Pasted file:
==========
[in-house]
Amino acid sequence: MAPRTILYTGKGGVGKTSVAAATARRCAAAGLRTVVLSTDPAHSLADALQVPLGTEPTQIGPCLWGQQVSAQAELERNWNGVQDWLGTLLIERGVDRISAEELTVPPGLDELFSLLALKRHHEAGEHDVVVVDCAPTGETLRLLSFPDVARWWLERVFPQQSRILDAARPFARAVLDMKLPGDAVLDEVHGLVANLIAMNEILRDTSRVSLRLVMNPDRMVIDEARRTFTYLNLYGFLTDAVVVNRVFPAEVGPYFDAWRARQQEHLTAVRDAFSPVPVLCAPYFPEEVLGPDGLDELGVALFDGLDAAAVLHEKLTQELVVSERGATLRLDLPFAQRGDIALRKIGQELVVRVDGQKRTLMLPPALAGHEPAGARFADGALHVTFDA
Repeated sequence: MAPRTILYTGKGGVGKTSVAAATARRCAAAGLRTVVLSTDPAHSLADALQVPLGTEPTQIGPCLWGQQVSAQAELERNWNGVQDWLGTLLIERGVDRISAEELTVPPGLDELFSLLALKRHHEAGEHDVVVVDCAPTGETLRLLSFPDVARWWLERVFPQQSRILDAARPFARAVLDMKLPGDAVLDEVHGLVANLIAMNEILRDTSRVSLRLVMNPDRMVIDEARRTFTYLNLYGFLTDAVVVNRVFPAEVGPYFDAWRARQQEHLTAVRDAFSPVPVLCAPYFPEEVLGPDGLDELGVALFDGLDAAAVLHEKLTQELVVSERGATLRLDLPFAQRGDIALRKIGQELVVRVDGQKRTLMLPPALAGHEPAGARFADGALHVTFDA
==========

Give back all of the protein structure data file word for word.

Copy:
[in-house]
Amino acid sequence: MAPRTILYTGKGGVGKTSVAAATARRCAAAGLRTVVLSTDPAHSLADALQVPLGTEPTQIGPCLWGQQVSAQAELERNWNGVQDWLGTLLIERGVDRISAEELTVPPGLDELFSLLALKRHHEAGEHDVVVVDCAPTGETLRLLSFPDVARWWLERVFPQQSRILDAARPFARAVLDMKLPGDAVLDEVHGLVANLIAMNEILRDTSRVSLRLVMNPDRMVIDEARRTFTYLNLYGFLTDAVVVNRVFPAEVGPYFDAWRARQQEHLTAVRDAFSPVPVLCAPYFPEEVLGPDGLDELGVALFDGLDAAAVLHEKLTQELVVSERGATLRLDLPFAQRGDIALRKIGQELVVRVDGQKRTLMLPPALAGHEPAGARFADGALHVTFDA
Repeated sequence: MAPRTILYTGKGGVGKTSVAAATARRCAAAGLRTVVLSTDPAHSLADALQVPLGTEPTQIGPCLWGQQVSAQAELERNWNGVQDWLGTLLIERGVDRISAEELTVPPGLDELFSLLALKRHHEAGEHDVVVVDCAPTGETLRLLSFPDVARWWLERVFPQQSRILDAARPFARAVLDMKLPGDAVLDEVHGLVANLIAMNEILRDTSRVSLRLVMNPDRMVIDEARRTFTYLNLYGFLTDAVVVNRVFPAEVGPYFDAWRARQQEHLTAVRDAFSPVPVLCAPYFPEEVLGPDGLDELGVALFDGLDAAAVLHEKLTQELVVSERGATLRLDLPFAQRGDIALRKIGQELVVRVDGQKRTLMLPPALAGHEPAGARFADGALHVTFDA